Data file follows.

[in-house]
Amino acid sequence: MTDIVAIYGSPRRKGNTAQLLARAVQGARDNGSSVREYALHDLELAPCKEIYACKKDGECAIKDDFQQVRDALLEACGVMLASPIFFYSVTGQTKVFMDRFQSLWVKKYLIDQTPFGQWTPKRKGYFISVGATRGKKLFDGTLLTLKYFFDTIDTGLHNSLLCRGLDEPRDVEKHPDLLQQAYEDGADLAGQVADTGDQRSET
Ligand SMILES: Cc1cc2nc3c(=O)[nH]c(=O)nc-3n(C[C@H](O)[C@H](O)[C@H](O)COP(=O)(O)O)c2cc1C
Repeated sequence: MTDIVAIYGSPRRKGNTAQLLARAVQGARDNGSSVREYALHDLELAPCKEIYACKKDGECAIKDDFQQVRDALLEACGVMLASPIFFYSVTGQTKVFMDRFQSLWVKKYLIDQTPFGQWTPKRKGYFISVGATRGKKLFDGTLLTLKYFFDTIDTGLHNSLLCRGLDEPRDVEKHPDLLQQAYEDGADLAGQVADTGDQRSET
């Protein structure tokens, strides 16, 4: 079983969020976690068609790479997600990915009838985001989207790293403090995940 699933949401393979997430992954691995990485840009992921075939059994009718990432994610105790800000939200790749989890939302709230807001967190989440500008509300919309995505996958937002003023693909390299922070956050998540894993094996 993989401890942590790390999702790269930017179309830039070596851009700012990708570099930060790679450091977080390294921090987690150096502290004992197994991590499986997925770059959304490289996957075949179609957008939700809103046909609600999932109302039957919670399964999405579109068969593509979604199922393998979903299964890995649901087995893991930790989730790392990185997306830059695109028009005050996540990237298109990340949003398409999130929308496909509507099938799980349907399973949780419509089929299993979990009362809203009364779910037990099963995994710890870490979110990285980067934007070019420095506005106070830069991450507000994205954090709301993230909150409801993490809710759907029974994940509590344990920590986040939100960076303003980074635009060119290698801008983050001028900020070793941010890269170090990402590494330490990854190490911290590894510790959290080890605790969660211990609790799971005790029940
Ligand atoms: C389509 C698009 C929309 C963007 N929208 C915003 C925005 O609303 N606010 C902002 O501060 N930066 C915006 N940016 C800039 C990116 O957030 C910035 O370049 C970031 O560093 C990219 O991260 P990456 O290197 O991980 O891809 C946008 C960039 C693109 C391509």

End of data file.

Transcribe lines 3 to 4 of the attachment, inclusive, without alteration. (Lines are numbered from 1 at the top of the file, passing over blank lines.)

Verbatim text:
Ligand SMILES: Cc1cc2nc3c(=O)[nH]c(=O)nc-3n(C[C@H](O)[C@H](O)[C@H](O)COP(=O)(O)O)c2cc1C
Repeated sequence: MTDIVAIYGSPRRKGNTAQLLARAVQGARDNGSSVREYALHDLELAPCKEIYACKKDGECAIKDDFQQVRDALLEACGVMLASPIFFYSVTGQTKVFMDRFQSLWVKKYLIDQTPFGQWTPKRKGYFISVGATRGKKLFDGTLLTLKYFFDTIDTGLHNSLLCRGLDEPRDVEKHPDLLQQAYEDGADLAGQVADTGDQRSET